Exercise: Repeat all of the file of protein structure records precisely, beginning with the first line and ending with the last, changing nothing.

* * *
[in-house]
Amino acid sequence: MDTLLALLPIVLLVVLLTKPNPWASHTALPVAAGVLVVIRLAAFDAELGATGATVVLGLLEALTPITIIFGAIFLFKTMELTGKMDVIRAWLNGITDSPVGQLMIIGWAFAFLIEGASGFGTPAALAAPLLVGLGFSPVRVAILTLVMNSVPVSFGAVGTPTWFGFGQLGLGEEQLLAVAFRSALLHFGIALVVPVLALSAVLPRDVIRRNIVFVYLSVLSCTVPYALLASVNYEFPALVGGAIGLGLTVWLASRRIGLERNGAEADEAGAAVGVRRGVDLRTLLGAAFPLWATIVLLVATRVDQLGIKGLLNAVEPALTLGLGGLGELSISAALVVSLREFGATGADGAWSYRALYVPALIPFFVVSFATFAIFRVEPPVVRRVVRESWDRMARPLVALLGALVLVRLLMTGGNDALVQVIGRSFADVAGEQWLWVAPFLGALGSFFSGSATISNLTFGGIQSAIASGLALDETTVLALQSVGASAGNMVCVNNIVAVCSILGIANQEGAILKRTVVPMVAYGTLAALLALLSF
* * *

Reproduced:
[in-house]
Amino acid sequence: MDTLLALLPIVLLVVLLTKPNPWASHTALPVAAGVLVVIRLAAFDAELGATGATVVLGLLEALTPITIIFGAIFLFKTMELTGKMDVIRAWLNGITDSPVGQLMIIGWAFAFLIEGASGFGTPAALAAPLLVGLGFSPVRVAILTLVMNSVPVSFGAVGTPTWFGFGQLGLGEEQLLAVAFRSALLHFGIALVVPVLALSAVLPRDVIRRNIVFVYLSVLSCTVPYALLASVNYEFPALVGGAIGLGLTVWLASRRIGLERNGAEADEAGAAVGVRRGVDLRTLLGAAFPLWATIVLLVATRVDQLGIKGLLNAVEPALTLGLGGLGELSISAALVVSLREFGATGADGAWSYRALYVPALIPFFVVSFATFAIFRVEPPVVRRVVRESWDRMARPLVALLGALVLVRLLMTGGNDALVQVIGRSFADVAGEQWLWVAPFLGALGSFFSGSATISNLTFGGIQSAIASGLALDETTVLALQSVGASAGNMVCVNNIVAVCSILGIANQEGAILKRTVVPMVAYGTLAALLALLSF